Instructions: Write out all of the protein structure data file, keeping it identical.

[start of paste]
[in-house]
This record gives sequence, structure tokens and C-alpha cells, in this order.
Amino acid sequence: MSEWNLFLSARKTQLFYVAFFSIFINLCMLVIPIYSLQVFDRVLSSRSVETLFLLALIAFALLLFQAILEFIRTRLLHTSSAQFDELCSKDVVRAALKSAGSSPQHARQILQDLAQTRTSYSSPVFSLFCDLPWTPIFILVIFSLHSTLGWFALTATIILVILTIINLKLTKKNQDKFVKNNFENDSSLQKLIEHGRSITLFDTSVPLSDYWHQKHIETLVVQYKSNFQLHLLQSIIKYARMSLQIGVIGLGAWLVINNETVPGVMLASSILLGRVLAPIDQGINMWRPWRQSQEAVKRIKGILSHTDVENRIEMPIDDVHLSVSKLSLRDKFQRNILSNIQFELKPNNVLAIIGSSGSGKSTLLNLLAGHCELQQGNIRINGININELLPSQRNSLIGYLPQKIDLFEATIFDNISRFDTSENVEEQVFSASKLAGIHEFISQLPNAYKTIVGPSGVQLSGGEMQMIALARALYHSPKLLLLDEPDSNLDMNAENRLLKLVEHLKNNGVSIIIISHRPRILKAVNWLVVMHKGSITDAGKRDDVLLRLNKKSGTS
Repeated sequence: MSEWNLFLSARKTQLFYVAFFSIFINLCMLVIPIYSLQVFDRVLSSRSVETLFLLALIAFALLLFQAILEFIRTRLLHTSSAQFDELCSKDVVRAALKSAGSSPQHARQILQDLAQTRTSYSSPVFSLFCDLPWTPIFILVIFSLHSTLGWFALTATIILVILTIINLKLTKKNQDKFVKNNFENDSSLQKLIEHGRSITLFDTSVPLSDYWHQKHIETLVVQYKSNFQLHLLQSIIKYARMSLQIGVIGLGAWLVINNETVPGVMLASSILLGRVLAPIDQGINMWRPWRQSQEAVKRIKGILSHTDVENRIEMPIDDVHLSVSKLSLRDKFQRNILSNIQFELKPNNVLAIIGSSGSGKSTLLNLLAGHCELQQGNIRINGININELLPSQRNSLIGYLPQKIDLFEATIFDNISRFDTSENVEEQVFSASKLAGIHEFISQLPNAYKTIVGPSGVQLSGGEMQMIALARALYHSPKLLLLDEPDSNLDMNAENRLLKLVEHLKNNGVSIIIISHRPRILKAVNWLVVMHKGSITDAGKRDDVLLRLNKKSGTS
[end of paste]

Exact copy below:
[in-house]
This record gives sequence, structure tokens and C-alpha cells, in this order.
Amino acid sequence: MSEWNLFLSARKTQLFYVAFFSIFINLCMLVIPIYSLQVFDRVLSSRSVETLFLLALIAFALLLFQAILEFIRTRLLHTSSAQFDELCSKDVVRAALKSAGSSPQHARQILQDLAQTRTSYSSPVFSLFCDLPWTPIFILVIFSLHSTLGWFALTATIILVILTIINLKLTKKNQDKFVKNNFENDSSLQKLIEHGRSITLFDTSVPLSDYWHQKHIETLVVQYKSNFQLHLLQSIIKYARMSLQIGVIGLGAWLVINNETVPGVMLASSILLGRVLAPIDQGINMWRPWRQSQEAVKRIKGILSHTDVENRIEMPIDDVHLSVSKLSLRDKFQRNILSNIQFELKPNNVLAIIGSSGSGKSTLLNLLAGHCELQQGNIRINGININELLPSQRNSLIGYLPQKIDLFEATIFDNISRFDTSENVEEQVFSASKLAGIHEFISQLPNAYKTIVGPSGVQLSGGEMQMIALARALYHSPKLLLLDEPDSNLDMNAENRLLKLVEHLKNNGVSIIIISHRPRILKAVNWLVVMHKGSITDAGKRDDVLLRLNKKSGTS
Repeated sequence: MSEWNLFLSARKTQLFYVAFFSIFINLCMLVIPIYSLQVFDRVLSSRSVETLFLLALIAFALLLFQAILEFIRTRLLHTSSAQFDELCSKDVVRAALKSAGSSPQHARQILQDLAQTRTSYSSPVFSLFCDLPWTPIFILVIFSLHSTLGWFALTATIILVILTIINLKLTKKNQDKFVKNNFENDSSLQKLIEHGRSITLFDTSVPLSDYWHQKHIETLVVQYKSNFQLHLLQSIIKYARMSLQIGVIGLGAWLVINNETVPGVMLASSILLGRVLAPIDQGINMWRPWRQSQEAVKRIKGILSHTDVENRIEMPIDDVHLSVSKLSLRDKFQRNILSNIQFELKPNNVLAIIGSSGSGKSTLLNLLAGHCELQQGNIRINGININELLPSQRNSLIGYLPQKIDLFEATIFDNISRFDTSENVEEQVFSASKLAGIHEFISQLPNAYKTIVGPSGVQLSGGEMQMIALARALYHSPKLLLLDEPDSNLDMNAENRLLKLVEHLKNNGVSIIIISHRPRILKAVNWLVVMHKGSITDAGKRDDVLLRLNKKSGTS